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Tree to 20 m. Leaves thin and leathery, 10–18 × 4–6 cm, elliptic, upper surface glossy green and glabrous, lower surface pale green with sparse rufous pubescence. Flowers on axillary shoots, fragrant, white to cream or with pink edges, 10–13 cm diameter; stamens yellow. Figlar 2000. Distribution In cultivation only. USDA Hardiness Zone 7b. Illustration Liu et al. 2004; NT490.
Magnolia ×foggii Figlar nothosp. nov.
Magnolia ×foggii Figlar, Proc. Internat. Symp. Fam. Magnoliac. 1998: 21–22, 2000, nom. inval., no holotype cited (Art. 37.1). Holotypus: USA: North Carolina, Raleigh, North Carolina State University Arboretum (now JC Raulston Arboretum), Alice B. Russell 127, 5 April 1994 (NCSC).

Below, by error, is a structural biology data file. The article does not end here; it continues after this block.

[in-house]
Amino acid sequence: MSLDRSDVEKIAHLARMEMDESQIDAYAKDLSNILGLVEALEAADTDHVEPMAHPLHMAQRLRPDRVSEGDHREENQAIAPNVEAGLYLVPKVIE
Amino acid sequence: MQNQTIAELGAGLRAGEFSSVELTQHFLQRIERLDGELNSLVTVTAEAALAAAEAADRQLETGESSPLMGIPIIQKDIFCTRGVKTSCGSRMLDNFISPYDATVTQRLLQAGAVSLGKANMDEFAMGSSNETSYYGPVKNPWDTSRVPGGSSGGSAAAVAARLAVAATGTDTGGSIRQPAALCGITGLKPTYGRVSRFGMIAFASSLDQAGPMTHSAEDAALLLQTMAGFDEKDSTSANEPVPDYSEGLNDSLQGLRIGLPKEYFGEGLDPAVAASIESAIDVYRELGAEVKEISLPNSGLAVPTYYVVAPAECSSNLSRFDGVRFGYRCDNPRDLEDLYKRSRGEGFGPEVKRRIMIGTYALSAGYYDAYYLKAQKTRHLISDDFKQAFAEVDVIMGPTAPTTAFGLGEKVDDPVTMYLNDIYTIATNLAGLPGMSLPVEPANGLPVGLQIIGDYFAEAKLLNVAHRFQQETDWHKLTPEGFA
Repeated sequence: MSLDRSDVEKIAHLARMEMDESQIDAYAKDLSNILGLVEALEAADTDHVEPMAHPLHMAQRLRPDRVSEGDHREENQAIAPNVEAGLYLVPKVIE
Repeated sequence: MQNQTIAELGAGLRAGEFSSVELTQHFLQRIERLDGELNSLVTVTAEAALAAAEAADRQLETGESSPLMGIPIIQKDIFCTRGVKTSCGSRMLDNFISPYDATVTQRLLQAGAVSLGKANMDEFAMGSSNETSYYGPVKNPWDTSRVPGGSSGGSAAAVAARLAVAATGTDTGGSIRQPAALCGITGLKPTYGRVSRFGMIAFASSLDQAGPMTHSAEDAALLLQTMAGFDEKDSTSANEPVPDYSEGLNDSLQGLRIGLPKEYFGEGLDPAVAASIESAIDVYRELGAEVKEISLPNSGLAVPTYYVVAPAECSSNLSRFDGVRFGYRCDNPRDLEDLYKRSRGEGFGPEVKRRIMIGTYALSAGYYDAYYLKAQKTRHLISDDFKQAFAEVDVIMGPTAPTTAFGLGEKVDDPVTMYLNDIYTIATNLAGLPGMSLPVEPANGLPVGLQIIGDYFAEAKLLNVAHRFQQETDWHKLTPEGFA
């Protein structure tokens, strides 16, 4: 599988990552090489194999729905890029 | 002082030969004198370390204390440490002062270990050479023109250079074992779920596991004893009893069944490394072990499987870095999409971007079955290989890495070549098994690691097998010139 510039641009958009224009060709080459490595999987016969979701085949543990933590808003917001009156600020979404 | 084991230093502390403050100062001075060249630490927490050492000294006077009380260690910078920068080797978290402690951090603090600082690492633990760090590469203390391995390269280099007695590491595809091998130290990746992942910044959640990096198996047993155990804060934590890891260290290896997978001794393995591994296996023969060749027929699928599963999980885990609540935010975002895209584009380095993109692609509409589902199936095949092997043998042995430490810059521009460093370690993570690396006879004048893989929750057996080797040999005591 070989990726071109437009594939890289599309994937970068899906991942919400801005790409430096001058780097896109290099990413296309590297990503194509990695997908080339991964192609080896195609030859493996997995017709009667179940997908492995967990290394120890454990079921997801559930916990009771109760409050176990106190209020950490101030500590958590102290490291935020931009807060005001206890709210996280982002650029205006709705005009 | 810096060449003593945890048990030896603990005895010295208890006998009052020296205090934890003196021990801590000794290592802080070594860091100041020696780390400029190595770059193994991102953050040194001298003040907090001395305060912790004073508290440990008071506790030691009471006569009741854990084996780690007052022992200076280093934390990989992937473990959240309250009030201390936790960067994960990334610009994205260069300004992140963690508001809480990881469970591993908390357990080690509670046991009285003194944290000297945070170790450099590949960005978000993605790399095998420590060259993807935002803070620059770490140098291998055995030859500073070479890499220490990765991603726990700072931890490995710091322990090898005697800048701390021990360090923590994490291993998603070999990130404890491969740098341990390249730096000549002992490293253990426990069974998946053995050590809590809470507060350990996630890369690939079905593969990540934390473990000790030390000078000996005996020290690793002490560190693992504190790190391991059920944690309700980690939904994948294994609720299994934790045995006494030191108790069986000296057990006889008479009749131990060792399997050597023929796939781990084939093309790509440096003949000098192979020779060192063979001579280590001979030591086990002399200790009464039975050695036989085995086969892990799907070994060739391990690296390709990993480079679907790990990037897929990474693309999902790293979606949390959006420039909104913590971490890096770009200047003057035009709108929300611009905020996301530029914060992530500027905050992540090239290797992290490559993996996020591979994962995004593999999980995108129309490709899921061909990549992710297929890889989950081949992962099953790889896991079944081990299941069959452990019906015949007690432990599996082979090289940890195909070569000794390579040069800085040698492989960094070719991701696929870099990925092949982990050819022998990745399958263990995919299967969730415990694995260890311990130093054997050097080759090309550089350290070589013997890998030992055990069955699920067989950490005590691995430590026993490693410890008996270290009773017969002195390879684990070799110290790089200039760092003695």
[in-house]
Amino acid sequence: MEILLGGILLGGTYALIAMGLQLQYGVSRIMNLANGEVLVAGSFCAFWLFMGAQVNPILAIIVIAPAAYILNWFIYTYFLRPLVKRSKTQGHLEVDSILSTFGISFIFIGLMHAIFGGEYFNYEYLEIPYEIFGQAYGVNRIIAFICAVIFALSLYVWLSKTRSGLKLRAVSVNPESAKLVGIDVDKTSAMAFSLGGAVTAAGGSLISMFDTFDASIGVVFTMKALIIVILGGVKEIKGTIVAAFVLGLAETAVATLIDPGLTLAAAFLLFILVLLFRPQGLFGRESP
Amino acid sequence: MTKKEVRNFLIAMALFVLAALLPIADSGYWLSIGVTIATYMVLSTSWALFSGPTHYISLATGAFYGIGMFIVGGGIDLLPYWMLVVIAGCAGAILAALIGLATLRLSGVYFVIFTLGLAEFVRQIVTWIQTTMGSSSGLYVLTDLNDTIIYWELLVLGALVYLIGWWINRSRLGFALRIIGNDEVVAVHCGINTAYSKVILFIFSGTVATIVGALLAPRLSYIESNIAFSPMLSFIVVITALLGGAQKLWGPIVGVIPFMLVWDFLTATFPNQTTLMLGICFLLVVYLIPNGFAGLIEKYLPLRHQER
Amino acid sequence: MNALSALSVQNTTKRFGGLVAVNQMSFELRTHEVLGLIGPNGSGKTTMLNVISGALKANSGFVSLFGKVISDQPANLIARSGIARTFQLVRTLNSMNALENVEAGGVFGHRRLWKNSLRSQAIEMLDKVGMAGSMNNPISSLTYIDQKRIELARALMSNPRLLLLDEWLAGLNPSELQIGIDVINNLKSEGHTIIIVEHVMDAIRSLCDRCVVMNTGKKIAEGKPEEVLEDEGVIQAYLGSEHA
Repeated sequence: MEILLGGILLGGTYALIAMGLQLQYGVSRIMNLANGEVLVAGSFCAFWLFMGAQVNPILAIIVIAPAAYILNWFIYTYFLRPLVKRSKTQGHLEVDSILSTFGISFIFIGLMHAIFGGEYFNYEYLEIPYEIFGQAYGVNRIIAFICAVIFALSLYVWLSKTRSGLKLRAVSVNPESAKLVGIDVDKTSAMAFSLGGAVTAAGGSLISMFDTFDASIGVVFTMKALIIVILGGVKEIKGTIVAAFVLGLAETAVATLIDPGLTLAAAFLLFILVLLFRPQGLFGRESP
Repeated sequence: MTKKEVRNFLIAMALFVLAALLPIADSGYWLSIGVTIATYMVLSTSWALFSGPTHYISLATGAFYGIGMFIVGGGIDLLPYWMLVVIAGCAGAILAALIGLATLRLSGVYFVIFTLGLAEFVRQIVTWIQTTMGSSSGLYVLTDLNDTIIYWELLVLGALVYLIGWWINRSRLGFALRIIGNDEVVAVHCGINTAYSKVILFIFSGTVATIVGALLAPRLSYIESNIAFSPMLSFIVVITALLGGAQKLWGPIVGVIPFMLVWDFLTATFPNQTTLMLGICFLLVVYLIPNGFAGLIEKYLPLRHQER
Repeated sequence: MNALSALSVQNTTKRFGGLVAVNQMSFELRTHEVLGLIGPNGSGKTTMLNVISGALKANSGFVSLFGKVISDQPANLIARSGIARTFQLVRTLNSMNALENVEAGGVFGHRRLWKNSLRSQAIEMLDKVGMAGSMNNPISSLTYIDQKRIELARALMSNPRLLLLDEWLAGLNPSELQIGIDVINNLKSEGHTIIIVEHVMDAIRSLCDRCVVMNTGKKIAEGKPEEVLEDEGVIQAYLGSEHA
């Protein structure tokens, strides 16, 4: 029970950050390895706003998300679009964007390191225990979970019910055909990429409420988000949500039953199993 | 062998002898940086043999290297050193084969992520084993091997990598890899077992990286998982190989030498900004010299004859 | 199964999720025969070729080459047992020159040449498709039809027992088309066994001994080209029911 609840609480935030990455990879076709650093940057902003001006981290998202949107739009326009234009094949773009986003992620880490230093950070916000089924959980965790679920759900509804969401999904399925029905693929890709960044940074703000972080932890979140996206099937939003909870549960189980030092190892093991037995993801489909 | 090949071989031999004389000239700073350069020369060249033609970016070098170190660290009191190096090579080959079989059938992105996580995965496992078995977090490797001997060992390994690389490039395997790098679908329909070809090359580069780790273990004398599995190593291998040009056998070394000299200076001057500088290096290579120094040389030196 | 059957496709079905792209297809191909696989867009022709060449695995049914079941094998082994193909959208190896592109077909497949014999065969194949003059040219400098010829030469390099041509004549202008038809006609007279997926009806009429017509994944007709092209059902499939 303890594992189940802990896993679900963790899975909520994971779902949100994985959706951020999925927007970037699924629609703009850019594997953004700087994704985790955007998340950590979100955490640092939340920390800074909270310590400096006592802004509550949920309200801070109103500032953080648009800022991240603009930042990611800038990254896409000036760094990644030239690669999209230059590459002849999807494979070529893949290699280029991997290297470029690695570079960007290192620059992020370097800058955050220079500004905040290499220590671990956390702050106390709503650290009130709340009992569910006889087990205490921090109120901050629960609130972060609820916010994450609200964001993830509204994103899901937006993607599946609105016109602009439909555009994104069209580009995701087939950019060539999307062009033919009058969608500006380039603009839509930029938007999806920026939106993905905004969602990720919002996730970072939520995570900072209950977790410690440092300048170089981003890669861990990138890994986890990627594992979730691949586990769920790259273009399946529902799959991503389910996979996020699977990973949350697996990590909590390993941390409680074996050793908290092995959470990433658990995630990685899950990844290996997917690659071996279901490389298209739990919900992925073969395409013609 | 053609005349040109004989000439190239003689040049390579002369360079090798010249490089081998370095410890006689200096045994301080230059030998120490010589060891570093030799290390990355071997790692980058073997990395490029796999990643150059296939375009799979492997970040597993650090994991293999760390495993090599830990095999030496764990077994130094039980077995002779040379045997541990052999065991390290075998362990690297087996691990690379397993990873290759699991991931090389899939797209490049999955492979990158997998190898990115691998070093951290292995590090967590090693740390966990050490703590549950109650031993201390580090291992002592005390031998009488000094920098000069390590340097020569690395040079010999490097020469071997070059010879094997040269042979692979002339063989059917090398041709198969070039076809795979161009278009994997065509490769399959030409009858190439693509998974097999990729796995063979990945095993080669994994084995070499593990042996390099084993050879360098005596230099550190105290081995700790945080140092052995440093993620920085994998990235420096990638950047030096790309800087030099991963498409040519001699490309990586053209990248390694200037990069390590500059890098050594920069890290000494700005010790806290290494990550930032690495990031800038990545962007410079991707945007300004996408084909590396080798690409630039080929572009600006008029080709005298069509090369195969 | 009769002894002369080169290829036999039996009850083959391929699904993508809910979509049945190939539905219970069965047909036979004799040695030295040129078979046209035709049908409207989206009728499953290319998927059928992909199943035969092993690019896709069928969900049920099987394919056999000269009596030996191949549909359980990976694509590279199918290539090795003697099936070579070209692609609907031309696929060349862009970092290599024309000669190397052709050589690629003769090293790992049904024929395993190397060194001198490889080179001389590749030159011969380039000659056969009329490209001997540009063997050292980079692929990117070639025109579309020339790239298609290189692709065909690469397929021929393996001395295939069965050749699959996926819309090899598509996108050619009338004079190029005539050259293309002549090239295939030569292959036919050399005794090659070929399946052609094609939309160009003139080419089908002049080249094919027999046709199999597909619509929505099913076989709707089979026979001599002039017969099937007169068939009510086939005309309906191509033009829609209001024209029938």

This artificial hybrid is the result of a cross between Magnolia figo and M. doltsopa made in 1972 by John M. Fogg, a magnolia enthusiast and one-time Director of the Morris Arboretum. It combines the good qualities of its parents to make erect, vigorous handsome shrubs up to 6 m tall (potentially taller) with dense dark foliage, widely used for landscaping purposes in the southern United States, and even recommended for hedging (Virtual Plant Tags 2008). A number of clones have been selected and named, of which probably the best known are ‘Allspice’, with large pure white flowers and very strong fragrance, and ‘Jack Fogg’, with medium to large flowers, the tepals white with a purple edge. A tree of ‘Jack Fogg’ planted by John Gallagher over 15 years ago in Dorset is 11–12 m tall, still growing well, and flowers abundantly each year. This individual has never been damaged by frost (J. Gallagher, pers. comm. 2007), and the cultivar is reported to suffer little damage even at –18 °C in the southeastern United States (Hogan 2008). Hardiness differs between clones, however, and ‘Picotee’ is less hardy than the two mentioned above (K. Hughes, pers. comm. 2008). As its name suggests, this latter clone also has white tepals edged with reddish purple.